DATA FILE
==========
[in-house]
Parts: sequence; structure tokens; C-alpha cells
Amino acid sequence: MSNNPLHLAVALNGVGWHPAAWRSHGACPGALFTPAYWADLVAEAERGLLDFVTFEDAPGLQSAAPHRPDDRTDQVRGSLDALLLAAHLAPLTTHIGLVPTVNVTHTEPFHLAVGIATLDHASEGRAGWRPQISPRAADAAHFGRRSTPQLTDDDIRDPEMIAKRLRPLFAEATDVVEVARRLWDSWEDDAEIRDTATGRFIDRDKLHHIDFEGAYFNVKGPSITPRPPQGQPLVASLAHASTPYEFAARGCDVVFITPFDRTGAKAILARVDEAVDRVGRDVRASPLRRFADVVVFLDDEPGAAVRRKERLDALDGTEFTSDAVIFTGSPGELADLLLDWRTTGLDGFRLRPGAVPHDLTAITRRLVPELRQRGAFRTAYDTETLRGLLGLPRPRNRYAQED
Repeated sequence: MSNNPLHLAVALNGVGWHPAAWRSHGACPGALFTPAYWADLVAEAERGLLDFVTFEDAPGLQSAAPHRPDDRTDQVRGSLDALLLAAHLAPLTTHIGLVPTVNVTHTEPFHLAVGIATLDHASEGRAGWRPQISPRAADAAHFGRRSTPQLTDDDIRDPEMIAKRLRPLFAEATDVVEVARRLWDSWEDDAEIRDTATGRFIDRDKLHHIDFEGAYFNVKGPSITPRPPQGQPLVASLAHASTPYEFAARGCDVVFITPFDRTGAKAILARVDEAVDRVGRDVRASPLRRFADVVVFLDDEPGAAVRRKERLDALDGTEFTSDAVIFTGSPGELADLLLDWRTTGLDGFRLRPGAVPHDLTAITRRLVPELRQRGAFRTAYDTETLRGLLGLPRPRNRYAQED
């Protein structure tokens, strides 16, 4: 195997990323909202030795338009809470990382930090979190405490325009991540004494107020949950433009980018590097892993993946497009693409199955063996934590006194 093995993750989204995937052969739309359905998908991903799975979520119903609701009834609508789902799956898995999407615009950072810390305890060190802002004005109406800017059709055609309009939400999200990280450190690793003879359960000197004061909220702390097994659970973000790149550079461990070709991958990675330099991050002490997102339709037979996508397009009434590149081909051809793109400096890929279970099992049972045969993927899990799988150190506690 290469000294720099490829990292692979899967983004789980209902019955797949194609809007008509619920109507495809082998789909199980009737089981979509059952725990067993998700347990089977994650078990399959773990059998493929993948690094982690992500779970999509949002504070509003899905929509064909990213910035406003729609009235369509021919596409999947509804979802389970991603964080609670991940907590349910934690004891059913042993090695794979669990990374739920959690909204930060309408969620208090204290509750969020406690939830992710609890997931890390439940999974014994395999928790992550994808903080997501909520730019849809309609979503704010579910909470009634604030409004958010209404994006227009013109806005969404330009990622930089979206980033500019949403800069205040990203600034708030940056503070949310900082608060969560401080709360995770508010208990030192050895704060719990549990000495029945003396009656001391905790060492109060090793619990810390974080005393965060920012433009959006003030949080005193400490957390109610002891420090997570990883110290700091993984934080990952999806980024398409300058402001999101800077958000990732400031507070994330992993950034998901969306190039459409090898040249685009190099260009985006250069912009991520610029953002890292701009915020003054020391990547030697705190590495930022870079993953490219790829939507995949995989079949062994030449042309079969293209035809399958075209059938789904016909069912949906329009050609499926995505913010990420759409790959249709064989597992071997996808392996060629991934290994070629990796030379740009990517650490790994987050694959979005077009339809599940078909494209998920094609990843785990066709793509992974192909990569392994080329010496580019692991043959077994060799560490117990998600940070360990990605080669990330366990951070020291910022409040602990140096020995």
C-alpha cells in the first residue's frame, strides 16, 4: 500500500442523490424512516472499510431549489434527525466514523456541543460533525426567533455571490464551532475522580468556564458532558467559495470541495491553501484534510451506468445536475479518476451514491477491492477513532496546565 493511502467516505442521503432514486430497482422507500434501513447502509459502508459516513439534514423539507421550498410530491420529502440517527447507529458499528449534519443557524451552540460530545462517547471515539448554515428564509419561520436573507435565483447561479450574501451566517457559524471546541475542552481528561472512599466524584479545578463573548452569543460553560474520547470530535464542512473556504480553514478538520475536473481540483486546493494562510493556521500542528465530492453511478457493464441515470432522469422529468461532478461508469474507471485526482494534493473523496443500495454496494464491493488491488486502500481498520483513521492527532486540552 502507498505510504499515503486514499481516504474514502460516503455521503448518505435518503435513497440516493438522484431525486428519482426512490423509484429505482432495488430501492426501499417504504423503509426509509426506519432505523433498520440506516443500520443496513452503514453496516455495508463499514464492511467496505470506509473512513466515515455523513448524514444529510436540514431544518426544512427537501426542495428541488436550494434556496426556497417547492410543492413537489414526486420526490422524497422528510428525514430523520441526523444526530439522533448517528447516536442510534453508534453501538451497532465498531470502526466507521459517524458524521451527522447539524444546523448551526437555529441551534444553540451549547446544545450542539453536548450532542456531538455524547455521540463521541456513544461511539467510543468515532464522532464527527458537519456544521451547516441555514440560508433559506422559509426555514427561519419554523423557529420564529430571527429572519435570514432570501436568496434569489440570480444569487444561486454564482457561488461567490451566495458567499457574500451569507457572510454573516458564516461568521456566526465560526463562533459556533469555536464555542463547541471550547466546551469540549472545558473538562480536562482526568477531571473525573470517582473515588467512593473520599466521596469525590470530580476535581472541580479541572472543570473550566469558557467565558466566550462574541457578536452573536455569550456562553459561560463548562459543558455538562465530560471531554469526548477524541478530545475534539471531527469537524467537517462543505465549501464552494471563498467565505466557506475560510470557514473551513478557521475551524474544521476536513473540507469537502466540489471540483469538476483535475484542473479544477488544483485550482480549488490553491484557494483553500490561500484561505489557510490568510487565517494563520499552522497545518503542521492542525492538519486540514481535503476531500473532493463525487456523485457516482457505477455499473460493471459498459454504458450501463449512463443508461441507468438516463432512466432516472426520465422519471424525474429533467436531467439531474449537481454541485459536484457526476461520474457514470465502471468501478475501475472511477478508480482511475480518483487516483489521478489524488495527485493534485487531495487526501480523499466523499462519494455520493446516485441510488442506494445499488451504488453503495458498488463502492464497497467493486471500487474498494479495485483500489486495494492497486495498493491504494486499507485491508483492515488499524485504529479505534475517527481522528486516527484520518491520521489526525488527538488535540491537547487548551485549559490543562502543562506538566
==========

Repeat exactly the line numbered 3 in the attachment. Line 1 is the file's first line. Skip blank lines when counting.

Amino acid sequence: MSNNPLHLAVALNGVGWHPAAWRSHGACPGALFTPAYWADLVAEAERGLLDFVTFEDAPGLQSAAPHRPDDRTDQVRGSLDALLLAAHLAPLTTHIGLVPTVNVTHTEPFHLAVGIATLDHASEGRAGWRPQISPRAADAAHFGRRSTPQLTDDDIRDPEMIAKRLRPLFAEATDVVEVARRLWDSWEDDAEIRDTATGRFIDRDKLHHIDFEGAYFNVKGPSITPRPPQGQPLVASLAHASTPYEFAARGCDVVFITPFDRTGAKAILARVDEAVDRVGRDVRASPLRRFADVVVFLDDEPGAAVRRKERLDALDGTEFTSDAVIFTGSPGELADLLLDWRTTGLDGFRLRPGAVPHDLTAITRRLVPELRQRGAFRTAYDTETLRGLLGLPRPRNRYAQED